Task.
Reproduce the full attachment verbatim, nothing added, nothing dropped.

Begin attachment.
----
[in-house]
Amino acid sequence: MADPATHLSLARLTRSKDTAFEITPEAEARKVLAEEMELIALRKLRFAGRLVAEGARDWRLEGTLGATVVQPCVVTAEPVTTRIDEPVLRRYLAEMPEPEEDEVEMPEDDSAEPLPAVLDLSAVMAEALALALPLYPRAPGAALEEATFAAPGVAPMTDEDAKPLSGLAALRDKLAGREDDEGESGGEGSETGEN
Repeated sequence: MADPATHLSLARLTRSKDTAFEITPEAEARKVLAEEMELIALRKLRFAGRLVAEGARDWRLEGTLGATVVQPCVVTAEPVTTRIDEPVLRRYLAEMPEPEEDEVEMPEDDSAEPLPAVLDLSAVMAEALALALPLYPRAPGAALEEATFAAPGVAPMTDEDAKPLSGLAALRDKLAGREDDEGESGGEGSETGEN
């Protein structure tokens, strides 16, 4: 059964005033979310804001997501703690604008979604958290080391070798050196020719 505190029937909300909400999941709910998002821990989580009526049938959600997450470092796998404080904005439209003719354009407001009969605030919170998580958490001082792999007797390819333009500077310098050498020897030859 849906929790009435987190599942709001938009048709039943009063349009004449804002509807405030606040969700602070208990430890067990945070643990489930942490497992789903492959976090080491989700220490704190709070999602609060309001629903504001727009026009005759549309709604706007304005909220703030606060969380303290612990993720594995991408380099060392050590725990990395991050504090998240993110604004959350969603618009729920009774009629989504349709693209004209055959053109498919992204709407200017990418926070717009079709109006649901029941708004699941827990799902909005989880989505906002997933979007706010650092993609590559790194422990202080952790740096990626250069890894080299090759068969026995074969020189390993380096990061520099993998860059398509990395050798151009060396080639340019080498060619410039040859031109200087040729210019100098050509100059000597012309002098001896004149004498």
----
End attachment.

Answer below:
[in-house]
Amino acid sequence: MADPATHLSLARLTRSKDTAFEITPEAEARKVLAEEMELIALRKLRFAGRLVAEGARDWRLEGTLGATVVQPCVVTAEPVTTRIDEPVLRRYLAEMPEPEEDEVEMPEDDSAEPLPAVLDLSAVMAEALALALPLYPRAPGAALEEATFAAPGVAPMTDEDAKPLSGLAALRDKLAGREDDEGESGGEGSETGEN
Repeated sequence: MADPATHLSLARLTRSKDTAFEITPEAEARKVLAEEMELIALRKLRFAGRLVAEGARDWRLEGTLGATVVQPCVVTAEPVTTRIDEPVLRRYLAEMPEPEEDEVEMPEDDSAEPLPAVLDLSAVMAEALALALPLYPRAPGAALEEATFAAPGVAPMTDEDAKPLSGLAALRDKLAGREDDEGESGGEGSETGEN
């Protein structure tokens, strides 16, 4: 059964005033979310804001997501703690604008979604958290080391070798050196020719 505190029937909300909400999941709910998002821990989580009526049938959600997450470092796998404080904005439209003719354009407001009969605030919170998580958490001082792999007797390819333009500077310098050498020897030859 849906929790009435987190599942709001938009048709039943009063349009004449804002509807405030606040969700602070208990430890067990945070643990489930942490497992789903492959976090080491989700220490704190709070999602609060309001629903504001727009026009005759549309709604706007304005909220703030606060969380303290612990993720594995991408380099060392050590725990990395991050504090998240993110604004959350969603618009729920009774009629989504349709693209004209055959053109498919992204709407200017990418926070717009079709109006649901029941708004699941827990799902909005989880989505906002997933979007706010650092993609590559790194422990202080952790740096990626250069890894080299090759068969026995074969020189390993380096990061520099993998860059398509990395050798151009060396080639340019080498060619410039040859031109200087040729210019100098050509100059000597012309002098001896004149004498």